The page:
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I'm trying to understand some basic principles of pointers. Someone told me that assigning value to a pointer variable will change the actual variable value. Is that true? I wrote a piece of code and got this:

#include <stdio.h>
#include <stdlib.h>
int main()
{
    int x=5;
    int *address_of_x = &x;
    int y = *address_of_x;
    *address_of_x = 9;
    printf("The value of x is: %d\n", x);
    printf("The X is at: %p\n", &address_of_x);
    printf("value of y = %d\n", y);
    return 0;
}

and got the output like this:

The value of x is: 9
The X is at: 0028FF04
value of y = 5

why the value of "y" stayed 5? Is that because of the ordering of commands?

share|improve this question
    
A pointer contains an address. The address points to a house. You can copy the address multiple places and that doesn't move the house, and if you erase the address that doesn't destroy the house. –  Hot Licks Aug 22 '13 at 17:59
    
(But when you use * (in a reference, not a declaration) that calls in the carpenters to duplicate the house or modify one house to look like another.) –  Hot Licks Aug 22 '13 at 18:01
1  
In most of the English-speaking world, "doubt" is not synonymous with "question"; the word "doubt" implies disbelief. –  Keith Thompson Aug 22 '13 at 18:02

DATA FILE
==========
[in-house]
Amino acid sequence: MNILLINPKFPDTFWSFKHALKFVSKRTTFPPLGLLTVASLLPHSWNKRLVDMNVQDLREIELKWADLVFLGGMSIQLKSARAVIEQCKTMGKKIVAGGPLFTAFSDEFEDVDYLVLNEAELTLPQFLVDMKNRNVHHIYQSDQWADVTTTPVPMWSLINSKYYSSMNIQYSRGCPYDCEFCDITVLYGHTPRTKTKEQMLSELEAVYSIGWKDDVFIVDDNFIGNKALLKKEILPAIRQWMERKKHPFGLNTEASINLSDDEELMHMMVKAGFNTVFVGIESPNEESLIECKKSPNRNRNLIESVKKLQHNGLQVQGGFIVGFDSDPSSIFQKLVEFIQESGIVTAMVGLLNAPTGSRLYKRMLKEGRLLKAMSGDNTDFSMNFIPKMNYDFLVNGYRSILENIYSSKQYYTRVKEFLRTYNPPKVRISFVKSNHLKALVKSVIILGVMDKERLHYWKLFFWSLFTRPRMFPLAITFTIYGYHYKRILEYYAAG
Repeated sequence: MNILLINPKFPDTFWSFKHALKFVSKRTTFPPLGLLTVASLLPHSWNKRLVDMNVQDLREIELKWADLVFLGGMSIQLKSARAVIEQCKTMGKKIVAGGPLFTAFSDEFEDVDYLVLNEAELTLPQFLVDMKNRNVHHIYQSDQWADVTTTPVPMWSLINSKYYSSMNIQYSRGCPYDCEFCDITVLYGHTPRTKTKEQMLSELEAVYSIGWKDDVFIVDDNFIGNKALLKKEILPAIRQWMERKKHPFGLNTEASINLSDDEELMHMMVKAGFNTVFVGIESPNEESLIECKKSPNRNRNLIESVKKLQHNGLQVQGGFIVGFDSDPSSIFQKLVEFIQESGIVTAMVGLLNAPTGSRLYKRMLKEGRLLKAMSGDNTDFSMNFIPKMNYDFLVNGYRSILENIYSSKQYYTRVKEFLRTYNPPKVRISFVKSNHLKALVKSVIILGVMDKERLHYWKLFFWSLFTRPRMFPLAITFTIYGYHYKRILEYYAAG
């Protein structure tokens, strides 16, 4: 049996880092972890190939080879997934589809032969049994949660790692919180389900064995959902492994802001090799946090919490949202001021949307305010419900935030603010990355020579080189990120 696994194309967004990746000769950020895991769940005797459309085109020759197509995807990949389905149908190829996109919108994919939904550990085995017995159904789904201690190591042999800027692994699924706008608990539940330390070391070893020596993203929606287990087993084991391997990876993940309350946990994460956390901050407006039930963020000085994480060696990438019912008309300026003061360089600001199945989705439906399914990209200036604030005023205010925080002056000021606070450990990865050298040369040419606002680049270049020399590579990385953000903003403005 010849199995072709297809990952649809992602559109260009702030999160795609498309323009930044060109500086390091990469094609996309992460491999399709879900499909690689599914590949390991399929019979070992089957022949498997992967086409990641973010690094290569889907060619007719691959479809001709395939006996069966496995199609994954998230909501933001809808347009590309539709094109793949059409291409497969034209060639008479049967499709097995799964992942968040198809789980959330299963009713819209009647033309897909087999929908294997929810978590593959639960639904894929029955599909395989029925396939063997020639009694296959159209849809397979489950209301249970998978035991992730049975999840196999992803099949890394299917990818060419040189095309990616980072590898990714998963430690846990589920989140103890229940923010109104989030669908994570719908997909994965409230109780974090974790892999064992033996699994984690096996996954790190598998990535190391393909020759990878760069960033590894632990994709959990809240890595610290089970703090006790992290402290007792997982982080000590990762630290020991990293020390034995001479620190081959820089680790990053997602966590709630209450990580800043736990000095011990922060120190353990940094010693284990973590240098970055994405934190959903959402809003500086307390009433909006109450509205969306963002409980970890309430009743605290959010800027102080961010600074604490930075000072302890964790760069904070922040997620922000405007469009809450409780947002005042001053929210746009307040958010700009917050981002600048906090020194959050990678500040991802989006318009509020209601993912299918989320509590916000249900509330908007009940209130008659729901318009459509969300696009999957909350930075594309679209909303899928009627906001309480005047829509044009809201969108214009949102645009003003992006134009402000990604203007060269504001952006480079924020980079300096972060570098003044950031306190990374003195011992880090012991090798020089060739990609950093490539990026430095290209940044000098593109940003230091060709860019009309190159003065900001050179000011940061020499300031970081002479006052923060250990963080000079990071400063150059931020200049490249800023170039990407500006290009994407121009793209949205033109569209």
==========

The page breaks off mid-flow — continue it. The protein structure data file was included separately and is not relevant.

@KeithThompson, I'm sorry.. –  Giri Aug 22 '13 at 18:15
    
@Giri: For what, writing English as you learned it? No need to apologize, I'm just clarifying. –  Keith Thompson Aug 22 '13 at 18:23

6 Answers 6

up vote 3 down vote accepted

y isn't a pointer, it is an integer. This line:

int y = *address_of_x;

basically says "take the value pointed to by address_of_x and copy it into y.

If you had instead done this:

int *y = address_of_x;

Then *y would be 9.

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Yes, it is. address_of_x is assigned a pointer to x, but y is a completely independent int variable. You assign it the same value as x (through a pointer), but x and y are different variables.

At this point, assigning to *address_of_x will change the value of x, but not y.

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Yes that was because of the ordering of the commands when int y = *address_of_x; this executed the 'address_of_x' contained 5 and hence y got that value

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 +--------------+      
 |   5          |
 |*address_of_x |
 +--------------+
        ^
        |         y=*address_of_x =5
        |
 +--------------+
 | address_of_x |
 | 0028FF04     |
 +--------------+

Next time

 *address_of_x = 9

 +--------------+      
 |   9          |
 |*address_of_x |
 +--------------+
        ^
        |         but y still 5
        |
 +--------------+
 | address_of_x |
 | 0028FF04     |
 +--------------+
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You are right. Your pointer pointing to x not y. After pointer pointing to x *address_of_x will assigned to y. So y will get the value of 5.

Try to print value of x, It will changed to 9. Because *address_of_x pointing to x.

printf("value of x = %d\n", x); //output = 9
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Statement

int y = *address_of_x; 

assigns value at address_of_x to y and then after

  *address_of_x = 9;  

is modifying the variable to which address_of_x points to (which is x here), not y.

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